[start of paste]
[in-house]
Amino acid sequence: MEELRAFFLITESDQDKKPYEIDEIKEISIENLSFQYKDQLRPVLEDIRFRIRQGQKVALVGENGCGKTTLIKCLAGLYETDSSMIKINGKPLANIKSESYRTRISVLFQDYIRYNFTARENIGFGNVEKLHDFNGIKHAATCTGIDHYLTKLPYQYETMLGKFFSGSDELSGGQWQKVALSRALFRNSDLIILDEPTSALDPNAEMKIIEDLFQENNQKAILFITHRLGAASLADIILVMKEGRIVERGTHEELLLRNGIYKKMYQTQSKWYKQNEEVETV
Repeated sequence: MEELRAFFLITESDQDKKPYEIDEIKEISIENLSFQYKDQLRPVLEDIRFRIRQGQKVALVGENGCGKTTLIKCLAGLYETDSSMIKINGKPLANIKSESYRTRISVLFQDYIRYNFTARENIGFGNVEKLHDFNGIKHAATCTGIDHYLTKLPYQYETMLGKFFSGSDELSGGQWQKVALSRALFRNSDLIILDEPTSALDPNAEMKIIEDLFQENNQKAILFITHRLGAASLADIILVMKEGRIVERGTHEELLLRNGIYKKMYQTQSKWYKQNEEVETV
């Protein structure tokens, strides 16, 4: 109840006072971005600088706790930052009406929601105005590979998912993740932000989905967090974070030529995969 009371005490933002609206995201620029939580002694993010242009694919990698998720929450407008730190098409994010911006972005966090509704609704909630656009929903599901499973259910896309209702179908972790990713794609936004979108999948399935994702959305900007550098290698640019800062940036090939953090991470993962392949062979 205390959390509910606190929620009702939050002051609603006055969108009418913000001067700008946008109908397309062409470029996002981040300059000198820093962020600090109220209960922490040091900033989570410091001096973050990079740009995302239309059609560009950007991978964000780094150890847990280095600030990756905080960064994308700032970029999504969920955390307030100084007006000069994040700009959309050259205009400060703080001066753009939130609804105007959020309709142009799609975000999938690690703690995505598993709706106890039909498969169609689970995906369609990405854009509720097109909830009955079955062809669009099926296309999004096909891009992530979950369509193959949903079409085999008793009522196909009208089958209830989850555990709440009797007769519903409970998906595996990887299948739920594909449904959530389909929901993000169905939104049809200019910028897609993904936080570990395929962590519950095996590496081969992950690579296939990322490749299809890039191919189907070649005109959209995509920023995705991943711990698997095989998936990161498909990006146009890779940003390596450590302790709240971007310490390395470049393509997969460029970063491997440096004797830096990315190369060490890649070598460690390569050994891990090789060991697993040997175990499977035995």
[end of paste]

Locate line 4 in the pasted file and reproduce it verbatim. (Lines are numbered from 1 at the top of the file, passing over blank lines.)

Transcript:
């Protein structure tokens, strides 16, 4: 109840006072971005600088706790930052009406929601105005590979998912993740932000989905967090974070030529995969 009371005490933002609206995201620029939580002694993010242009694919990698998720929450407008730190098409994010911006972005966090509704609704909630656009929903599901499973259910896309209702179908972790990713794609936004979108999948399935994702959305900007550098290698640019800062940036090939953090991470993962392949062979 205390959390509910606190929620009702939050002051609603006055969108009418913000001067700008946008109908397309062409470029996002981040300059000198820093962020600090109220209960922490040091900033989570410091001096973050990079740009995302239309059609560009950007991978964000780094150890847990280095600030990756905080960064994308700032970029999504969920955390307030100084007006000069994040700009959309050259205009400060703080001066753009939130609804105007959020309709142009799609975000999938690690703690995505598993709706106890039909498969169609689970995906369609990405854009509720097109909830009955079955062809669009099926296309999004096909891009992530979950369509193959949903079409085999008793009522196909009208089958209830989850555990709440009797007769519903409970998906595996990887299948739920594909449904959530389909929901993000169905939104049809200019910028897609993904936080570990395929962590519950095996590496081969992950690579296939990322490749299809890039191919189907070649005109959209995509920023995705991943711990698997095989998936990161498909990006146009890779940003390596450590302790709240971007310490390395470049393509997969460029970063491997440096004797830096990315190369060490890649070598460690390569050994891990090789060991697993040997175990499977035995």